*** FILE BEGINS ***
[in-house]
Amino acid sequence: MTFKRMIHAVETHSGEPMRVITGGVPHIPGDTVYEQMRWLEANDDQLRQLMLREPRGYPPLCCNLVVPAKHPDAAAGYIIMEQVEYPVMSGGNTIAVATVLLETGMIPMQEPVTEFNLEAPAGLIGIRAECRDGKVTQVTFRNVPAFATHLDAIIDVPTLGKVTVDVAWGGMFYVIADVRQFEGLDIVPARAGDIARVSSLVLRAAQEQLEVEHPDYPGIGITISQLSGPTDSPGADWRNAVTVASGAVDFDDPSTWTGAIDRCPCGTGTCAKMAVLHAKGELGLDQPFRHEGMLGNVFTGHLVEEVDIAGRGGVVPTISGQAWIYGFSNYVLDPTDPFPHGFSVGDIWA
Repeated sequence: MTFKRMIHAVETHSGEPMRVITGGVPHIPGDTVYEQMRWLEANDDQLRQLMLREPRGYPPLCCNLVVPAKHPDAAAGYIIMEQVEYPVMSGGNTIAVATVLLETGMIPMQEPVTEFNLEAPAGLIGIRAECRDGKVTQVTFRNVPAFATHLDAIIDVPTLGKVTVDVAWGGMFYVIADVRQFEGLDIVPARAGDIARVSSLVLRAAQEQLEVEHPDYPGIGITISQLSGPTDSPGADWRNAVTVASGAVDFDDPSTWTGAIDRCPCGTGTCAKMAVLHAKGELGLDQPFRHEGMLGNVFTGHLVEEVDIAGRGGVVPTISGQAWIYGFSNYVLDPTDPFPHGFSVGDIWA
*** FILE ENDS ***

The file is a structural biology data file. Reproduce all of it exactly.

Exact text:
[in-house]
Amino acid sequence: MTFKRMIHAVETHSGEPMRVITGGVPHIPGDTVYEQMRWLEANDDQLRQLMLREPRGYPPLCCNLVVPAKHPDAAAGYIIMEQVEYPVMSGGNTIAVATVLLETGMIPMQEPVTEFNLEAPAGLIGIRAECRDGKVTQVTFRNVPAFATHLDAIIDVPTLGKVTVDVAWGGMFYVIADVRQFEGLDIVPARAGDIARVSSLVLRAAQEQLEVEHPDYPGIGITISQLSGPTDSPGADWRNAVTVASGAVDFDDPSTWTGAIDRCPCGTGTCAKMAVLHAKGELGLDQPFRHEGMLGNVFTGHLVEEVDIAGRGGVVPTISGQAWIYGFSNYVLDPTDPFPHGFSVGDIWA
Repeated sequence: MTFKRMIHAVETHSGEPMRVITGGVPHIPGDTVYEQMRWLEANDDQLRQLMLREPRGYPPLCCNLVVPAKHPDAAAGYIIMEQVEYPVMSGGNTIAVATVLLETGMIPMQEPVTEFNLEAPAGLIGIRAECRDGKVTQVTFRNVPAFATHLDAIIDVPTLGKVTVDVAWGGMFYVIADVRQFEGLDIVPARAGDIARVSSLVLRAAQEQLEVEHPDYPGIGITISQLSGPTDSPGADWRNAVTVASGAVDFDDPSTWTGAIDRCPCGTGTCAKMAVLHAKGELGLDQPFRHEGMLGNVFTGHLVEEVDIAGRGGVVPTISGQAWIYGFSNYVLDPTDPFPHGFSVGDIWA